With the election of President Trump, and the UK’s decision to leave the EU, the future shape of the alliance is an issue for debate. The President’s views on issues including torture, refugees and NATO have put him at odds with British public opinion, while at the same time the UK’s decision to leave the EU will make it a less attractive destination for American investors.
Theresa May’s attempts to ingratiate herself with the new President in pursuit of a quick trade deal have prompted much criticism, and raised questions about the extent to which Britain should seek such close ties to a President that doesn’t appear to share British values. While the US is a key ally, the relationship has always been based on shared values, including respect for the rights of women and minorities and a strong commitment to democracy, freedom of the press and the rule of law.
Labour made the UK a world leader in global development, saving millions of lives whilst enhancing Britain’s security and influence on the world stage. It was a Labour government that created the Ministry for Overseas Development in 1964, and another Labour government that established the independent Department for International Development (DfID) in 1997 and passed the pioneering International Development Act in 2002. Our record in Government helped save lives, build schools and hospitals and improve the life chances of the world’s most vulnerable people. In 2005 it was the Labour government that led the way in ensuring the cancellation of multilateral debts for the world’s poorest countries.
The Tories’ approach is undermining this reputation, with growing signs that the commitment to spend 0.7 per cent of gross national income on overseas development assistance is under threat. Under the Tories, the aid budget is being chipped away at by stealth and is increasingly being used to promote trade, provide loans to companies and bolster the diminished budgets of the Foreign and Commonwealth Office (FCO) and Ministry of Defence (MoD).
Like all Government departments, DfID could perform better. But when managed properly it is a world leader in aid effectiveness and global development. Labour believes in a strong, innovative and well-resourced DfID that tackles global poverty and gets the best possible value for money. By doing this, and putting conflict resolution and human rights at the heart of our international agenda, we can restore Britain’s reputation.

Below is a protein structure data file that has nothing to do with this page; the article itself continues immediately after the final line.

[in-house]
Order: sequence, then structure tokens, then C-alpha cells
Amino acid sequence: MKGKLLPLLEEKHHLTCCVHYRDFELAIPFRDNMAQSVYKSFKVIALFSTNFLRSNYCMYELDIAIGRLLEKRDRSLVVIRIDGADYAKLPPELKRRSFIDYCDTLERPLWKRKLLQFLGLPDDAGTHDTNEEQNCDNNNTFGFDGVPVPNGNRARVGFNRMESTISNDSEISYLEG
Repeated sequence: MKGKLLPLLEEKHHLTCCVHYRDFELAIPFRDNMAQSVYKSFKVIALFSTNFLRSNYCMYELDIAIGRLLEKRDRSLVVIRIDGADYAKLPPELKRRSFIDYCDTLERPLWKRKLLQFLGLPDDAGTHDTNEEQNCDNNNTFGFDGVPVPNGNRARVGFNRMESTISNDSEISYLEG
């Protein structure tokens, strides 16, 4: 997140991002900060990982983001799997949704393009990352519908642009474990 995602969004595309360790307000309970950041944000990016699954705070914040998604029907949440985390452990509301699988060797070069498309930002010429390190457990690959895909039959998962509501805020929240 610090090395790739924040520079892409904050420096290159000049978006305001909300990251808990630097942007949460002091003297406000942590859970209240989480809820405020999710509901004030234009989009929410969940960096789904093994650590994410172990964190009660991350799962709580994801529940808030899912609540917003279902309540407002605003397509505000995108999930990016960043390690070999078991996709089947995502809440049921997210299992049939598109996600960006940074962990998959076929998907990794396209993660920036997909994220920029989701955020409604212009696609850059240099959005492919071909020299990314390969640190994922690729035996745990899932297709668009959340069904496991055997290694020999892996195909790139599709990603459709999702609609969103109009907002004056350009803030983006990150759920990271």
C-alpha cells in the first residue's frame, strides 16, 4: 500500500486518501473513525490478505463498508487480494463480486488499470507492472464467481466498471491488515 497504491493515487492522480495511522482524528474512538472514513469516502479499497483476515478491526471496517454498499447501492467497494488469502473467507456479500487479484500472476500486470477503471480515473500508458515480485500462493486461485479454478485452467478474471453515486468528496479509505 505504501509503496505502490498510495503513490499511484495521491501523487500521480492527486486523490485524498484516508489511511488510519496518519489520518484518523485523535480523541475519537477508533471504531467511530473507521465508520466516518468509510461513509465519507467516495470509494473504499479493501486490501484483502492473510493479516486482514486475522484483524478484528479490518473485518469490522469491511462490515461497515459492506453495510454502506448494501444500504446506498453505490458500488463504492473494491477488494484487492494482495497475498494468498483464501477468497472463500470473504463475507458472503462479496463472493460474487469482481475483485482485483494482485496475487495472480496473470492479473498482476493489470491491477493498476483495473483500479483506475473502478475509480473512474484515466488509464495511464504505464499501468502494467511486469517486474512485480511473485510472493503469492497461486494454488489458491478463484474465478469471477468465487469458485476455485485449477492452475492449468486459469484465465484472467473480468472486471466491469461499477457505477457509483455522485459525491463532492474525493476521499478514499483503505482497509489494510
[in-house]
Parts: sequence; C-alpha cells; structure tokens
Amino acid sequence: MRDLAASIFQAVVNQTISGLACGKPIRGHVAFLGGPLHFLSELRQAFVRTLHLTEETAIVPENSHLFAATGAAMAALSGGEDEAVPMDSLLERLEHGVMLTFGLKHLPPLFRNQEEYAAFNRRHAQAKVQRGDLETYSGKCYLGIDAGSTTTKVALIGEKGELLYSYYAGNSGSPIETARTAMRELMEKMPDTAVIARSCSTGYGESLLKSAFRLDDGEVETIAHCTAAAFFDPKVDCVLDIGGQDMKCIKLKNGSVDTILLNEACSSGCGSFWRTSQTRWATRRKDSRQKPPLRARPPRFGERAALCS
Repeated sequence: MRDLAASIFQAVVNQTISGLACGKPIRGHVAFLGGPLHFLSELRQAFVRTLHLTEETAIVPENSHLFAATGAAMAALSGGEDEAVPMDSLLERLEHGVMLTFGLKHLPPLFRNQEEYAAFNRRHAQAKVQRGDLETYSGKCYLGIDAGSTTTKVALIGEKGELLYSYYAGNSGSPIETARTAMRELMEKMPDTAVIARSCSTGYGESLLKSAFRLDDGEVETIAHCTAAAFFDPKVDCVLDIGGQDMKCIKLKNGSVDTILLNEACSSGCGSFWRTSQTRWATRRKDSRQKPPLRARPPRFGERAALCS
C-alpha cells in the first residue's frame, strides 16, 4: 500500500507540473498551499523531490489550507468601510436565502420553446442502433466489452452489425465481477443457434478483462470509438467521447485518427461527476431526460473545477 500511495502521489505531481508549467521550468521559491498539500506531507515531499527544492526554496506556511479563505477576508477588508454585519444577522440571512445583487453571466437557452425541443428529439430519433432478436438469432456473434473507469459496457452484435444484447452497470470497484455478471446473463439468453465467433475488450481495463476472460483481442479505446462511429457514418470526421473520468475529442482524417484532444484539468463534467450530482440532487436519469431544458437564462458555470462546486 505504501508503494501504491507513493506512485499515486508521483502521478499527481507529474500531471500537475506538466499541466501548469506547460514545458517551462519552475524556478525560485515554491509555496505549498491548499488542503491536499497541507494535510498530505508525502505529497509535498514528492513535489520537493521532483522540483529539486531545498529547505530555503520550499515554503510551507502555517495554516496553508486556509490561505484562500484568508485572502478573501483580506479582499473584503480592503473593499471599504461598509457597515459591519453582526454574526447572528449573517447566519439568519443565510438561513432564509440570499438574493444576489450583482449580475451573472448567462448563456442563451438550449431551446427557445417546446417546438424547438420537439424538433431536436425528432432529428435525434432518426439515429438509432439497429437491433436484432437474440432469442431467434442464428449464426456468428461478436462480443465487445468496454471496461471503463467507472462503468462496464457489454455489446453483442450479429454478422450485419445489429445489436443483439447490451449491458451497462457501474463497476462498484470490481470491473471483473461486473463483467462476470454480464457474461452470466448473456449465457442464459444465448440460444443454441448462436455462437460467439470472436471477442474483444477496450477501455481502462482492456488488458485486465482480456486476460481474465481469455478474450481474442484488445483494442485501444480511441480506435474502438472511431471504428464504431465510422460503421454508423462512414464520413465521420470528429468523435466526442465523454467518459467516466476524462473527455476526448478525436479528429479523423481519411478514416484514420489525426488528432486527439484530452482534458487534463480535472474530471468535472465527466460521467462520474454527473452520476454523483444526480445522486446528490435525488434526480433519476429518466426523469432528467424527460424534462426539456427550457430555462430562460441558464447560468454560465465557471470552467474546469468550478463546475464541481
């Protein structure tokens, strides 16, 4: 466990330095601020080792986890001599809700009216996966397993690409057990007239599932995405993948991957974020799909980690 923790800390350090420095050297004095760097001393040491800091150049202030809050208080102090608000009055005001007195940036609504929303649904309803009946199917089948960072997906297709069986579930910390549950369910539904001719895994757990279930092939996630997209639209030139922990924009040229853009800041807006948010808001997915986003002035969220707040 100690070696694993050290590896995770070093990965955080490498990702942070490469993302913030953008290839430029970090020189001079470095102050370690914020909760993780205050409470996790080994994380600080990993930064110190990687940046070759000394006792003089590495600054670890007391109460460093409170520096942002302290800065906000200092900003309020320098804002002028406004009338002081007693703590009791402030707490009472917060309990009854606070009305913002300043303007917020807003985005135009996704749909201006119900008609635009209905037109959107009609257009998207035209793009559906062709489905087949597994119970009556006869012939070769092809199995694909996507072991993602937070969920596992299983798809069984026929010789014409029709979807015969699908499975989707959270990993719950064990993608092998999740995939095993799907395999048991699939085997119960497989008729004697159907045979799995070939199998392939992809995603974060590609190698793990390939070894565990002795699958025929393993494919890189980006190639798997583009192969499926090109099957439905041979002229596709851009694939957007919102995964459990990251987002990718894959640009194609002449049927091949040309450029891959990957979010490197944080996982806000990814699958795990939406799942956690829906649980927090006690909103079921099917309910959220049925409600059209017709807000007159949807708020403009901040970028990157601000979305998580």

The case for continued UK leadership is clear. Around ten per cent of the global population still live in extreme poverty. The need to fight famine and disease, and improve education, health, infrastructure and water supply in the world’s poorest countries remains acute. Climate change, population growth and resource insecurity are creating new stresses in the development and humanitarian system. The UN Sustainable Development Goals are an important step in recognising the scale of the challenge and setting clear objectives. The UK must now lead the way in delivering these and helping others to do the same.
Despite severe cuts to the diplomacy and defence budgets since 2010, Britain still has exceptional strengths and influence. The FCO possesses strong diplomatic assets, regional expertise and experience, and is situated in a truly global capital city. As a country at the heart of a number of important global networks – including the UN Security Council, the G7, the G20 and NATO – and possessing instruments of soft power ranging from a thriving entertainment sector to world-class higher education institutions, the UK may be leaving the EU but we still have a powerful voice and can exert influence in other ways.
At a time of rising nationalism and protectionism, the UK must draw on these unique strengths to be a champion of multilateralism, diplomacy and conflict resolution. We must learn the lessons of past military interventions, and consider under what circumstances intervention is justified and effective. And it is important that we honour our international treaty obligations on nuclear disarmament and work with others to do the same.